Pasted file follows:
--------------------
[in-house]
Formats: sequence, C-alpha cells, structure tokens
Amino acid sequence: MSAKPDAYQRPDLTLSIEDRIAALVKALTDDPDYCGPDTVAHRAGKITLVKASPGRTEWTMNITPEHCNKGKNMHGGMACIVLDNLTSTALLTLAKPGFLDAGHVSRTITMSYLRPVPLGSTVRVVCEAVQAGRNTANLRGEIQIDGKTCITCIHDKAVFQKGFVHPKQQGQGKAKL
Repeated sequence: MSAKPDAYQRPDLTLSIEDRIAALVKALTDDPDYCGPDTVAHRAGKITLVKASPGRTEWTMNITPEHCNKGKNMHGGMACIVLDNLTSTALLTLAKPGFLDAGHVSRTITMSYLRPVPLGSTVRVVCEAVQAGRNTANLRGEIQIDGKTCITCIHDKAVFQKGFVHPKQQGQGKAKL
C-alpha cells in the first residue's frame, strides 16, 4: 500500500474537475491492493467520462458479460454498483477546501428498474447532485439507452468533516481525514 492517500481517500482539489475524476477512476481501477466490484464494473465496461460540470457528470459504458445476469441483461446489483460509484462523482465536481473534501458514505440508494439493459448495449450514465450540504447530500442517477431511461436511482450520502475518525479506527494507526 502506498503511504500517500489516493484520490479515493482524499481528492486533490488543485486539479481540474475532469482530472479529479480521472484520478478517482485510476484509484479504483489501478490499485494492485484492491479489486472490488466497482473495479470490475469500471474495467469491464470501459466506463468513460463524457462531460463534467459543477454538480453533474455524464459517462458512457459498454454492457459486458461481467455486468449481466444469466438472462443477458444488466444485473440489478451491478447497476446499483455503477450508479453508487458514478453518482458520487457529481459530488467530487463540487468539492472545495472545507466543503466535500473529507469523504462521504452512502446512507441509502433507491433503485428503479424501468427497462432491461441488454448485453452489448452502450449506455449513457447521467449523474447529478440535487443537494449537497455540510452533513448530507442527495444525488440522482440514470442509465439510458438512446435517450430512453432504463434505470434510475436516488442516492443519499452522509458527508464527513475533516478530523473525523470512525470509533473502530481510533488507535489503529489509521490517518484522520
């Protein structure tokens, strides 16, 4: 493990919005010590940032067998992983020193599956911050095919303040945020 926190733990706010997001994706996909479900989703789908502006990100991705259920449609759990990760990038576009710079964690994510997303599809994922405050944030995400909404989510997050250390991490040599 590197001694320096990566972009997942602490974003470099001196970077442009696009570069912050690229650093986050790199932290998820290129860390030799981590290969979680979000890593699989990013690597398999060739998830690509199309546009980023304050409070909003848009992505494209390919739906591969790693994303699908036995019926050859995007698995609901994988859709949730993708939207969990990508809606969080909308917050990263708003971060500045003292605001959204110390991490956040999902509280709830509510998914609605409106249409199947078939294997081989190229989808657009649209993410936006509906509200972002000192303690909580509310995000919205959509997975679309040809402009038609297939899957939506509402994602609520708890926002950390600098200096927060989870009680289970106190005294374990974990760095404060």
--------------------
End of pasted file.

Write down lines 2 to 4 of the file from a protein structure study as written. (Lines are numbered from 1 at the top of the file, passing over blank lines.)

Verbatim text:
Formats: sequence, C-alpha cells, structure tokens
Amino acid sequence: MSAKPDAYQRPDLTLSIEDRIAALVKALTDDPDYCGPDTVAHRAGKITLVKASPGRTEWTMNITPEHCNKGKNMHGGMACIVLDNLTSTALLTLAKPGFLDAGHVSRTITMSYLRPVPLGSTVRVVCEAVQAGRNTANLRGEIQIDGKTCITCIHDKAVFQKGFVHPKQQGQGKAKL
Repeated sequence: MSAKPDAYQRPDLTLSIEDRIAALVKALTDDPDYCGPDTVAHRAGKITLVKASPGRTEWTMNITPEHCNKGKNMHGGMACIVLDNLTSTALLTLAKPGFLDAGHVSRTITMSYLRPVPLGSTVRVVCEAVQAGRNTANLRGEIQIDGKTCITCIHDKAVFQKGFVHPKQQGQGKAKL